Virtual Environments

A Virtual Government Would Be Nice (2)

Previous entry

The Artist’s Cousin, Probably Mrs. William Bell (Mathilde Musson, 1841–1878),
Edgar Degas, French

A virtual environment is an “app” that allows you to run one environment (OS) as if it were a single app by “installing” another environment (OS) on top of it.

If you are not familiar with it, you can think of the relationship between an NES emulator running on a Nintendo Switch, for example, or you can imagine installing iOS as an app on an Android phone. Just as you can insert a “(virtualized) game cassette” into an “NES running on a Switch,” you can install a “virtualized app” into the virtual environment.

In such a way, developers have done many things, such as putting Linux on top of Windows, Windows on top of Mac, more Linux on top of that Windows, creating several Linux on top of Linux, making a LAN with each other, and experimenting.

A virtual environment is like simulating another OS (e.g., Windows) on top of one OS (e.g., Mac), so naturally, it will be slower than the original environment (real environment) and seems to be just meaningless somehow.

Nevertheless, virtual environments have the great advantage that you can easily create and discard “a clean OS with nothing in it yet” or “an OS with only the necessary development tools already installed.”

As you can see from the aforementioned, a “clean environment” has the massive advantage that “development tools can be installed as-is (probably) if you do as written.

Consequently, there are more and more cases nowadays where a recipe for a virtual environment (e.g., Docker image) that is known to work well with a specific development tool is given out as part of the package. To install a single tool, they include an OS to run it. It’s like attaching an NES console to an NES game, where the contents and the container are swapped strangely.

Despite this complicated mechanism, the developers wanted a clean environment (no interference from past history). My feeling is that the difference in time between a clean installation and a corrupt installation is almost a hundred times worse than a clean installation. What should have taken an hour to install would take 100 hours (five days) to eliminate the unidentified behavior.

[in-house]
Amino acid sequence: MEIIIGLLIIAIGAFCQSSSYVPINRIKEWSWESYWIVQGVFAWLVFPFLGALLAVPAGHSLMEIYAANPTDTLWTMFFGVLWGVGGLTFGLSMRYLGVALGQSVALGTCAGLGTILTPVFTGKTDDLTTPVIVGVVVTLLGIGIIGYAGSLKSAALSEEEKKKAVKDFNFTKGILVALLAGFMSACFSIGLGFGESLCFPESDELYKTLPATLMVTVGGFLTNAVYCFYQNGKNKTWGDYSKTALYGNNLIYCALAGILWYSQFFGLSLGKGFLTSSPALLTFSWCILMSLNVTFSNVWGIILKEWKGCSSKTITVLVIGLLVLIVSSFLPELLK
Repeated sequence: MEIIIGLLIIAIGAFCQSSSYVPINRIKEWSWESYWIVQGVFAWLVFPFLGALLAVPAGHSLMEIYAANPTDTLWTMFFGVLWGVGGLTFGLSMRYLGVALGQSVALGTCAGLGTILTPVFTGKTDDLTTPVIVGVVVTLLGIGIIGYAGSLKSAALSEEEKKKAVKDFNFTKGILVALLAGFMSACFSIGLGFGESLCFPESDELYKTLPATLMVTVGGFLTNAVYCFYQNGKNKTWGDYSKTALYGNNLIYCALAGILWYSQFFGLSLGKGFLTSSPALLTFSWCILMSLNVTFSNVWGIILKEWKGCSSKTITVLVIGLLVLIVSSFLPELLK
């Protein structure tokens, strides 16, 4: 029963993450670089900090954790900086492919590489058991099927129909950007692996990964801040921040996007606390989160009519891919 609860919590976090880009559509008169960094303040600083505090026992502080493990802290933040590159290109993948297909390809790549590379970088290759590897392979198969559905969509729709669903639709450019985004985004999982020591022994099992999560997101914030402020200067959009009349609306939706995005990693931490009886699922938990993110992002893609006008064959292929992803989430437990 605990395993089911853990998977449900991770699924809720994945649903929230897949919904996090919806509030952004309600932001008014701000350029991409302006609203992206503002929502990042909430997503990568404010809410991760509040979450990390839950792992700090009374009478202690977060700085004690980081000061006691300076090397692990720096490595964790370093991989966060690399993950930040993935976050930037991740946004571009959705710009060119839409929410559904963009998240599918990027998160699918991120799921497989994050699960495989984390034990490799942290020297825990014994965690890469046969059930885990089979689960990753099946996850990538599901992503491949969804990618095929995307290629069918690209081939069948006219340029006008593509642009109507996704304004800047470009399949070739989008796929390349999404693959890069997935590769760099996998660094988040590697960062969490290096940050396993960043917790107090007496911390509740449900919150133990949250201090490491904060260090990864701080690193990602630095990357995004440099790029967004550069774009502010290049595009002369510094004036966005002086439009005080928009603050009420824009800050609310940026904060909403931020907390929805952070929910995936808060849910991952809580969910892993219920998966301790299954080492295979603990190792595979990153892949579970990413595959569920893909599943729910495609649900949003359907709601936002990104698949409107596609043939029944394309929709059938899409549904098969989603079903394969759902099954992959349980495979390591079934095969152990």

So, without further ado, let’s talk about the government mentioned in the title.

Next entry (coming soon)




Love podcasts or audiobooks? Learn on the go with our new app.

Open source legal implications, licenses and their impact…

Software Quality Assurance

Explaining your job to your family

That’s why you should be aware of ‘No Code’

Hadoop Installations and Distributions


How To Analyze URLs With An API

Running a successful(ish) meetup

Exploring Big Data with a CLI

Exploring CommonCrawl using point and click, with preview of large documents

Get the Medium app

A button that says 'Download on the App Store', and if clicked it will lead you to the iOS App store
A button that says 'Get it on, Google Play', and if clicked it will lead you to the Google Play store


More from Medium

StreamVoodoo at Office Hours

These Are the Enemies of Good Architecture — Part II

The Yankees hired former Yankee BamBam Meulens to be an assistant hitting coach

The Dream Before My Visit